Antisemitism in Political Parties

“Antisemitism is the organisation of politics against the Jews” — Ruth Wisse

British National Party

The British National Party has been in steep decline, becoming largely defunct. While undoubtedly harbouring racist views, it has fielded very few candidates since 2013, which is the cut-off for our research. Following requests by Campaign Against Antisemitism, they have failed to confirm whether they accept the International Definition of Antisemitism already adopted by various other parties and the British Government.




Good outcomes


Unsatisfactory outcomes


Bad outcomes

Paul Borg

2017 parliamentary candidate, South Basildon and East Thurrock
2015 Parliamentary candidate, Hornchurch and Upminster
Secretary of the Basildon and South Essex branch of the British National Party


On 19th November 2015, Mr Borg responded to a tweet about the 11th September 2001 terrorist attacks on the US by asserting that it had happened “because America is run by the same Zionist organisation as Britain.”

On 13th September 2016, Mr Borg tweeted “I’ve got no problem with Jewish people personally rather their political system.” When challenged by other Twitter users to explain what he meant by “their political system”, he answered with a single word: “Zionism”.


The statements were not an obstacle to Mr Borg’s selection as the BNP’s candidate for South Basildon and East Thurrock in the 2017 General Election.

Nick Griffin

2014 European parliamentary candidate, North West England
2009-2014 Member of the European Parliament, North West England
1999-2014 Chairman


Police interviews with Mr Griffin confirmed that during the 1990s he was a staunch Holocaust denier who believed that “international capitalism and international Zionism” seek to destroy white British people. Today, he promotes antisemitic conspiracy theories and revisionist Holocaust myths through social media and the Resistance Radio website, which he co-founded, and on which he presents a regular show.

In 2013, the British National Party published a 46-page book by Mr Griffin entitled “What lies behind the English Defence League? Neo-cons, ultra-Zionists and their useful idiots”. It lays out a conspiracy theory about how, in Mr Griffin’s words, “a sinister clique…[used] legitimate concerns about Islam to whip up support for neo-con and Zionist wars that have nothing to do with Britain and the British people”. Although the book draws a distinction between what it calls “ultra-Zionists” and “Jewish people in general”, it paints a picture of a shadowy Jewish elite that holds “non-Jews…in racist contempt” and is “happy to incite, manipulate, and stampede public opinion into support for [its] wars and quarrels”.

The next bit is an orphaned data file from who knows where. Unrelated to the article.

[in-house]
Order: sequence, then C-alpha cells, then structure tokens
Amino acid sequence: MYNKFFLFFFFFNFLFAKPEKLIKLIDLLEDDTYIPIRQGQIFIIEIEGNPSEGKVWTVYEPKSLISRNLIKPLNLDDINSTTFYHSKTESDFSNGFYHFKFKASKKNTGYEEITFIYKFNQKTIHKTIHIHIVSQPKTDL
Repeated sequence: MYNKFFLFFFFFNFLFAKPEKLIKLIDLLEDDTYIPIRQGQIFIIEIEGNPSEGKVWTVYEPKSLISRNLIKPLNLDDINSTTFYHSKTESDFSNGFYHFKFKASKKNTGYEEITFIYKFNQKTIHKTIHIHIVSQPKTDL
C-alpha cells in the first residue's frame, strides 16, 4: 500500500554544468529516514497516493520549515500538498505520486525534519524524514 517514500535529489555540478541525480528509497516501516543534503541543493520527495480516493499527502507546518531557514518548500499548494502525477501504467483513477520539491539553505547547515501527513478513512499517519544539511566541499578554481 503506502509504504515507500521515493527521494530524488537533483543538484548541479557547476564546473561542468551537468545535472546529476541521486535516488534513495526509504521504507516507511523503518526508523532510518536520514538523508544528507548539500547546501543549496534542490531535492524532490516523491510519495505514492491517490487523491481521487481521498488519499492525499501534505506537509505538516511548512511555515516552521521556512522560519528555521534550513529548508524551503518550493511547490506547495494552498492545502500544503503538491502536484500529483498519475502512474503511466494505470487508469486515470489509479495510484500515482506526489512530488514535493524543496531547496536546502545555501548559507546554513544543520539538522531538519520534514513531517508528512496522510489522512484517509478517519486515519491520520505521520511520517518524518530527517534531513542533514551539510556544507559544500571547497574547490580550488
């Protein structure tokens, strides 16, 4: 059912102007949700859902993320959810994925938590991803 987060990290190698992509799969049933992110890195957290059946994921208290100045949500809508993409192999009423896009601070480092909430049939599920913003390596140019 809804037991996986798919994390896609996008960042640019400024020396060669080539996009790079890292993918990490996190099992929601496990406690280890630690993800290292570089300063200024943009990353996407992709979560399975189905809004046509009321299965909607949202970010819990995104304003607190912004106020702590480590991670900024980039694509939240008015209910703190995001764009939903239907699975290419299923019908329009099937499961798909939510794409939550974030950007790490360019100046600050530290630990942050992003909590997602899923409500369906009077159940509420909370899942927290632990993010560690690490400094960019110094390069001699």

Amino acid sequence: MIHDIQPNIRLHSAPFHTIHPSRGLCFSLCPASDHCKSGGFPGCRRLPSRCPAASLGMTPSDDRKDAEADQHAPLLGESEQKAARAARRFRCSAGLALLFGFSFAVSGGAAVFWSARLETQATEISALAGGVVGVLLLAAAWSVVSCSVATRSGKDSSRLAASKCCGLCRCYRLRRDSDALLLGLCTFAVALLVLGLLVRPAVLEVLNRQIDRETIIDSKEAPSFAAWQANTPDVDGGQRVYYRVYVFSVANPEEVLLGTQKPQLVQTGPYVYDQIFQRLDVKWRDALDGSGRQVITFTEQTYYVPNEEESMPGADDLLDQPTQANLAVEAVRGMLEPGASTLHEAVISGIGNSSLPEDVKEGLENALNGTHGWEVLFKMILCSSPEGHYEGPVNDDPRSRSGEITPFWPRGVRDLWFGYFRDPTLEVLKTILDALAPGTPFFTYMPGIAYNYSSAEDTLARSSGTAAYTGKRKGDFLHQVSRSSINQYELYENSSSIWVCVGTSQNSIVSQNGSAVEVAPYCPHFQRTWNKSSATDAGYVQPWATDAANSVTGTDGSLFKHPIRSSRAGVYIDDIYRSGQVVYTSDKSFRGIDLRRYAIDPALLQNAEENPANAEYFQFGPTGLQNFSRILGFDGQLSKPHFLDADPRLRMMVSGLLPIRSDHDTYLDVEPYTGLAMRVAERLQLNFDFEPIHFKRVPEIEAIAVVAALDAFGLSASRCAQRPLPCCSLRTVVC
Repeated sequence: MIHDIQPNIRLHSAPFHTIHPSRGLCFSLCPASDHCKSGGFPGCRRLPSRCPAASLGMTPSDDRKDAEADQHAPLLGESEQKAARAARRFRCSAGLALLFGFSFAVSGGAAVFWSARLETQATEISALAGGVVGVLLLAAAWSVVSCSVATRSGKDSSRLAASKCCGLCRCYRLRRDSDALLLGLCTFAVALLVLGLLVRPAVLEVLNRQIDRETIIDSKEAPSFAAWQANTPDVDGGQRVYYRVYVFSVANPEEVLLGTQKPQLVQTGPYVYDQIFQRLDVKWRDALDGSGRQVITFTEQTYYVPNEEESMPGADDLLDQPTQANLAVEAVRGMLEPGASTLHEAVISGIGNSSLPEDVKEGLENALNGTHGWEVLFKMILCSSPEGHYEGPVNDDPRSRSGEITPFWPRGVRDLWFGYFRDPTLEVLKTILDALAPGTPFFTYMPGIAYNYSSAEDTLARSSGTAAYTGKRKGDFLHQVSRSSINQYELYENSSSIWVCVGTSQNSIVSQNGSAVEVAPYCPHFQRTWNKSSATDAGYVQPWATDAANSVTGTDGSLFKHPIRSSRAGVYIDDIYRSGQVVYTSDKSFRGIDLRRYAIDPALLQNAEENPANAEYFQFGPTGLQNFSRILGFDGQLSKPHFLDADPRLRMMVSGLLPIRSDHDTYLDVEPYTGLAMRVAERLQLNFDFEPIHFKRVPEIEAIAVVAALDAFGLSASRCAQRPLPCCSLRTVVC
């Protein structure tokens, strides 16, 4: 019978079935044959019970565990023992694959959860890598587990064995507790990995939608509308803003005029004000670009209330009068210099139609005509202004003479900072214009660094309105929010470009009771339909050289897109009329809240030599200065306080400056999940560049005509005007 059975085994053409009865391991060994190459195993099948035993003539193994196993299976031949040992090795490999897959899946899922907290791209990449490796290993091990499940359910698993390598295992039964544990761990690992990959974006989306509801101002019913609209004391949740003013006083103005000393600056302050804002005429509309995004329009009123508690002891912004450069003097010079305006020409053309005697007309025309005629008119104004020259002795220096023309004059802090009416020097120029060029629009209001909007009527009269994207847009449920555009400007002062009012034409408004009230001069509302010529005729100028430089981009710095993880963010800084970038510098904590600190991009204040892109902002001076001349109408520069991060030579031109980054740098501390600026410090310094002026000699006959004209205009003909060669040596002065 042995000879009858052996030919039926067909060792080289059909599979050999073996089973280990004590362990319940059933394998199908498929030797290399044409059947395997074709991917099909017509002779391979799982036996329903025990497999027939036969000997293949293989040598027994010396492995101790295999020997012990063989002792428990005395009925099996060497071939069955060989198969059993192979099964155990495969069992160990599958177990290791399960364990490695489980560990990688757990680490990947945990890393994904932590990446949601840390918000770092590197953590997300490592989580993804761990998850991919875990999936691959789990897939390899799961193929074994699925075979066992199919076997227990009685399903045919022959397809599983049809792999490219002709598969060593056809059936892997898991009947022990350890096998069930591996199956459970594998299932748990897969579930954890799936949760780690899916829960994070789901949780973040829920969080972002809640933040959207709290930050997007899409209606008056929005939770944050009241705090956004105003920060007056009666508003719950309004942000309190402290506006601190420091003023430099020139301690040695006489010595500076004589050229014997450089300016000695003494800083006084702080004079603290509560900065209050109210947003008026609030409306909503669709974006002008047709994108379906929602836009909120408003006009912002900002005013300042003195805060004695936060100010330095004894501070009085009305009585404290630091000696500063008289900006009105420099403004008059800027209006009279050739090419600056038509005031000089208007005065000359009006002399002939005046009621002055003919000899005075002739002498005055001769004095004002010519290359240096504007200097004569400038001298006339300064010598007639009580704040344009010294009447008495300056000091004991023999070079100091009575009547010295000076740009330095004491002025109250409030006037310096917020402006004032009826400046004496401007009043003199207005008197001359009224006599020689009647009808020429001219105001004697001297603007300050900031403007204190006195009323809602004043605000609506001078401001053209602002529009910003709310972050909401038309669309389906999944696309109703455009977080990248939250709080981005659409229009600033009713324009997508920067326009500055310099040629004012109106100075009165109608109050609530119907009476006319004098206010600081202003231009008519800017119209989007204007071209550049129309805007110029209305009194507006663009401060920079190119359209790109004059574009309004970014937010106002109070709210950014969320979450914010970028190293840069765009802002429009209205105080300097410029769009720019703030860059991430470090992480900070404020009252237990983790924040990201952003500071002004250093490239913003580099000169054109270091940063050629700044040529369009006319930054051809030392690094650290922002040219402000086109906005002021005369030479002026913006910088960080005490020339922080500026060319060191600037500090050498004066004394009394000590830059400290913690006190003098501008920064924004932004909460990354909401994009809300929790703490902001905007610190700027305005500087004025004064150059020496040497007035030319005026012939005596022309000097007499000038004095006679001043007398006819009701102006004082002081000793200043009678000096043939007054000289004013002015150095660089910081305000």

Following his expulsion from the British National Party, similar conspiracy theories have appeared on Mr Griffin’s British Unity website, which on 5th February 2015 featured his response to the Charlie Hebdo attack in Paris. In this, Mr Griffin suggested the Israeli national intelligence agency was responsible for promoting Islamism, and that Israelis welcomed the resulting “misery [on] the streets of Paris” because “the long-term aim of the messianic fascist elite…in Israel is to fulfil the old religious prophesy and Zionist fantasy of… an exclusively Jewish state stretching from the Nile to the Euphrates”.

On 30th April 2016, Mr Griffin expressed support for Ken Livingstone by tweeting: “Hitler started war wanting to send all Jews to own homeland outside Europe and armed Zionist terrorists to fight Brits in Palestine. #RedKen”. Less than half an hour later, he added: “Anti-#RedKen gang aren’t merely historically illiterate! Haavara Agreement 1933 was core of Nazi/Zionist collaboration”.

On 24th April 2017, a podcast was uploaded to Resistance Radio in which Mr Griffin offered the following analysis of the Labour Party’s antisemitism crisis: “Ken Livingstone…deserves to be hated, but he’s not as bad as the people running the Labour Party…he’s crossed the Zionist lobby, and…now, the fault line in the Labour Party isn’t so much between the left and right, but between Zionist and something else. They’re not necessarily principled anti-Zionists…but they don’t go along with the everything for Israel, and therefore the people who’ve got the power and take that position hate them and are trying to get rid of them.”

Later in the recording, Mr Griffin’s co-host, Jack Sen, later to become a UKIP parliamentary candidate, emphasised “the role that organised Jewry plays in the Labour Party” and spoke of “a huge split between the Corbynites and…the Bergerites”, referring to Jewish Labour MP Luciana Berger.


It is not believed (and would be extremely unlikely) that the British National Party ever took any action against Mr Griffin in relation to allegations of antisemitism. Mr Griffin was expelled from the Party in 2014 for reasons completely unrelated to antisemitism. He continues to play a key role in the Alliance for Peace and Freedom, a pan-European group that includes the openly racist and antisemitic Greek political party, Golden Dawn.

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